Terry Saunders: Figure 8

Note: This review is from 2008

Review by Steve Bennett

A show inspired by a cancer scare, soundtracked by a musician who stabbed himself to death, performed in a dripping, dank cave; Carlsberg don't make comedy, but if they did, the chances are it would be nothing like this.

The latest effort from Terry Saunders - a comic who truly sweats indie and bleeds melancholy whimsy - is an off-beat, non-linear tale of the depressive, introspective Trevor, a man afflicted with an irritating habit of seeing people's futures. Not in a dramatic way - he gets snapshots of them taking rowing machines back to Argos, lying to their wives or planning a Center Parcs holiday.

Trevor's life has effectively been on hold since Adeline - his great love - deserted him five years previously and he resolves to kill himself. Though he comes close, a series of bizarre events involving tramps, sandwich vouchers and Philip Schofield eventually results in a happy - if mawkish - ending.

It's a sweet, frequently funny, heart-on-sleeve story, but for someone who calls himself a storyteller, clumsily told. Saunders tries to cram in too much detail, which, coupled with the jumpy timeline, gives the feel of a gabbled classroom show-and-tell. Perhaps this is an intentional device - he worships unashamedly at the temple of lo-fi, which might also explain the crudeness of the accompanying projections and the many missed cues. Or perhaps it is lack of fine-tuning, which is what is comes across as.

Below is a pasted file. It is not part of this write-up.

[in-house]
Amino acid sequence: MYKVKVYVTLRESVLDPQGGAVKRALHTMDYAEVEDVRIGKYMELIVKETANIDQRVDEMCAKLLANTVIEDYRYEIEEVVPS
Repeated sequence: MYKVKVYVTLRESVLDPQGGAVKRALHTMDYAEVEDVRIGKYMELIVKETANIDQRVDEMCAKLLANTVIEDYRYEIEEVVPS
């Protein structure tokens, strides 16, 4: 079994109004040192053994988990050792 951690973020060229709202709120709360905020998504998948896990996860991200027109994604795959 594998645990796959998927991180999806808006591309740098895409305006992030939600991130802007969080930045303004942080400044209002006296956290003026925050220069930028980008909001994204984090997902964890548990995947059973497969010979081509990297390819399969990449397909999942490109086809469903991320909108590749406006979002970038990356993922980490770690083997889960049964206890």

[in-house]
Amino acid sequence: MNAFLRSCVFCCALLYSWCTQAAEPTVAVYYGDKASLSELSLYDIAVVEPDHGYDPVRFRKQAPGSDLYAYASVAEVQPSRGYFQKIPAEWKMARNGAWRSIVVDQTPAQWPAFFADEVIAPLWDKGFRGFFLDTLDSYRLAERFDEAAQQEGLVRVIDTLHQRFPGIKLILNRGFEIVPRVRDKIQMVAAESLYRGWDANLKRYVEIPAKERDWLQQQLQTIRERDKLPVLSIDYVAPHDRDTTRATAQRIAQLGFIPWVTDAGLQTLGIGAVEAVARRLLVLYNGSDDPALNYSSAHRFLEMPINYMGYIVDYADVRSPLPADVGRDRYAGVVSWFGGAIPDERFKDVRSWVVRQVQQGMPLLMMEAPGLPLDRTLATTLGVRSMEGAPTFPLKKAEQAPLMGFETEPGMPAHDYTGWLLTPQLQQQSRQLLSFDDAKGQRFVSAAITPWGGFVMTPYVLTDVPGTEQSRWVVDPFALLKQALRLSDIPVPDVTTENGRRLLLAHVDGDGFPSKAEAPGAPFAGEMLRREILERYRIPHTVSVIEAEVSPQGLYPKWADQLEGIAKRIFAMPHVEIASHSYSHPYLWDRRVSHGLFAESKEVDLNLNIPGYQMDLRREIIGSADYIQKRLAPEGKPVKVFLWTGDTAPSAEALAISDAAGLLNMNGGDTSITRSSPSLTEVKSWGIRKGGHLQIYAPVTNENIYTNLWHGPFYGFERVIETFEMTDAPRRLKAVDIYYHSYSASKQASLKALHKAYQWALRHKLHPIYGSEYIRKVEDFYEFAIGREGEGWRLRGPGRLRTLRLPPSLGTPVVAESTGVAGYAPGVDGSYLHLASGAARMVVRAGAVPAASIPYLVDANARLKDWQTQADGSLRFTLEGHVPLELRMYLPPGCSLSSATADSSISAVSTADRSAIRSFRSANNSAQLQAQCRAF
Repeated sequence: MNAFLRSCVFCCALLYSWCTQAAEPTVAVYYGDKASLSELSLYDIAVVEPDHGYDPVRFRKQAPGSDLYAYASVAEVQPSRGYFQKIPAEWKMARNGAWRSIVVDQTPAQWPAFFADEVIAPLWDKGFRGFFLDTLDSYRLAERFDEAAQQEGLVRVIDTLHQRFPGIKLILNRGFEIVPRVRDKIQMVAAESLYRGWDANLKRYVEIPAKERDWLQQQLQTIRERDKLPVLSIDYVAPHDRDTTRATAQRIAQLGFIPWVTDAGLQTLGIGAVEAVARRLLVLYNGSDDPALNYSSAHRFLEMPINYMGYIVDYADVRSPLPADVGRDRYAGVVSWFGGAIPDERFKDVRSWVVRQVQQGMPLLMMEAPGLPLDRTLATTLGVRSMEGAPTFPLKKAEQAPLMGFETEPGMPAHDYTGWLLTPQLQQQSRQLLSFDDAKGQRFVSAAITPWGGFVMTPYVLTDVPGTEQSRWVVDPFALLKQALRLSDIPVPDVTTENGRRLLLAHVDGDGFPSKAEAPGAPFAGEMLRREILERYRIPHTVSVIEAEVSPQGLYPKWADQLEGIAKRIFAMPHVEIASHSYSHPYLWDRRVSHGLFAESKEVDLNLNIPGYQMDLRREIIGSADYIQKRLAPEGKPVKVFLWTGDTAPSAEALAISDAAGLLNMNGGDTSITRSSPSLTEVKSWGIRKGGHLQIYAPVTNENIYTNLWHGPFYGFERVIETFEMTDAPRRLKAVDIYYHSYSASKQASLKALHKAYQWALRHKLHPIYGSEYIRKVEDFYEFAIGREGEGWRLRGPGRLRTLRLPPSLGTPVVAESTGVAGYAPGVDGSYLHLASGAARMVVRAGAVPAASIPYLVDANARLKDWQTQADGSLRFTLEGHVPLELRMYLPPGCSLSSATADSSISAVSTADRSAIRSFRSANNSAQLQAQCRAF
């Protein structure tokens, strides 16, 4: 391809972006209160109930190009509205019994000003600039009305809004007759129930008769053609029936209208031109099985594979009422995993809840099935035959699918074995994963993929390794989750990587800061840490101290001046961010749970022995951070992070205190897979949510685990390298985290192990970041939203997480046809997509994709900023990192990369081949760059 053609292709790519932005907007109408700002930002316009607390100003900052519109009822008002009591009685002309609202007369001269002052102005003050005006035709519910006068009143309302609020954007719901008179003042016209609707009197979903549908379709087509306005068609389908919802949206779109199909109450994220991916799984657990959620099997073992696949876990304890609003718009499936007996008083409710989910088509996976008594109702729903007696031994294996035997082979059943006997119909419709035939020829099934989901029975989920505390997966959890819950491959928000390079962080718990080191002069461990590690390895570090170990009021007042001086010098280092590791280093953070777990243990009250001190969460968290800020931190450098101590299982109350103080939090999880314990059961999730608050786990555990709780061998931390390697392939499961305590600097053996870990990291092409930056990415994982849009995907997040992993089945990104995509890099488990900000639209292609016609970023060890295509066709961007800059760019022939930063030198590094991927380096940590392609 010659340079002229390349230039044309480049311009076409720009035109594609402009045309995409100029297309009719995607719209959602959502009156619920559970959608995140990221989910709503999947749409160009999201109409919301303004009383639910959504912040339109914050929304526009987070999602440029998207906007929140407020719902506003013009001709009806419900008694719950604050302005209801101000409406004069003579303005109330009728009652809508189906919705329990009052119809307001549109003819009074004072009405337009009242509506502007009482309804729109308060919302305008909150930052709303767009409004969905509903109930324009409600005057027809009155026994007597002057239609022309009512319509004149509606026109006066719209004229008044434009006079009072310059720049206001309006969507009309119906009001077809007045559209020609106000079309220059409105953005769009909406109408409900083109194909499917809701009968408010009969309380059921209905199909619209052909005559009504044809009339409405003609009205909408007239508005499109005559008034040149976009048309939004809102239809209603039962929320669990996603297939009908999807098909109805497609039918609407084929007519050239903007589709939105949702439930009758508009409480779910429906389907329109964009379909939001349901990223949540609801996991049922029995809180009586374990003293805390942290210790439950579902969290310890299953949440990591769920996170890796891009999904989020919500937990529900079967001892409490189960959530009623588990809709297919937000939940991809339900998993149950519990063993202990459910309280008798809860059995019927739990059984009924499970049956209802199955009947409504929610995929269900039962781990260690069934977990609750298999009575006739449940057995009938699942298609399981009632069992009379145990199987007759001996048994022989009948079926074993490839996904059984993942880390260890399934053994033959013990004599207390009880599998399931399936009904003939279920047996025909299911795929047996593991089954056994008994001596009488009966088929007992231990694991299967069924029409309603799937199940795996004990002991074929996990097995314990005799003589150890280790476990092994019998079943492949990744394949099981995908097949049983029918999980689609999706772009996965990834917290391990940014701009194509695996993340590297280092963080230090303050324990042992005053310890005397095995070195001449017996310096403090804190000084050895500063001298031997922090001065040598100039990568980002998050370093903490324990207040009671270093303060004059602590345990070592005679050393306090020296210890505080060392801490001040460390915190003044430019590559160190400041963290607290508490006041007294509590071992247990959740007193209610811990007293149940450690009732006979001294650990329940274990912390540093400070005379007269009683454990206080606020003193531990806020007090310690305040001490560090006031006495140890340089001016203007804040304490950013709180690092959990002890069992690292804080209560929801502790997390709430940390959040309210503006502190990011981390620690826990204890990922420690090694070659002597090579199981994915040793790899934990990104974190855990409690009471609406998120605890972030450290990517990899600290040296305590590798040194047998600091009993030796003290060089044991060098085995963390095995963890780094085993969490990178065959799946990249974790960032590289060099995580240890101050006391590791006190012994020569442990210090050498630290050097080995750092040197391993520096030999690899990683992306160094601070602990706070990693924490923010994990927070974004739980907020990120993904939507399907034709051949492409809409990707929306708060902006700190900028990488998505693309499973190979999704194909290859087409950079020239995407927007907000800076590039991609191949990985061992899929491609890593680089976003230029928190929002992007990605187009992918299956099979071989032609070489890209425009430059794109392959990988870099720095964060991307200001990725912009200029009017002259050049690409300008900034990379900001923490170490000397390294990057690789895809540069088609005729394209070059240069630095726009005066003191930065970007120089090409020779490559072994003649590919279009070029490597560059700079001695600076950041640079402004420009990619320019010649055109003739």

While many - myself included - will be placated by Saunder's self-conciously shambolic charm, those who aren't are likely to find it grating.

Saunders has a great knack for elevating the mundane minutiae of life into something much lovelier. His gentle, brazenly romantic story is admirably heartfelt. But in its bumbling gaucheness, it is as likely to elicit as many arrrghs as it does ahhhhs.

Reviewed by: Nione Meakin

Review date: 1 Jan 2008
Reviewed by: Steve Bennett

What do you think?

Live comedy picks

We see you are using AdBlocker software. Chortle relies on advertisers to fund this website so it’s free for you, so we would ask that you disable it for this site. Our ads are non-intrusive and relevant. Help keep Chortle viable.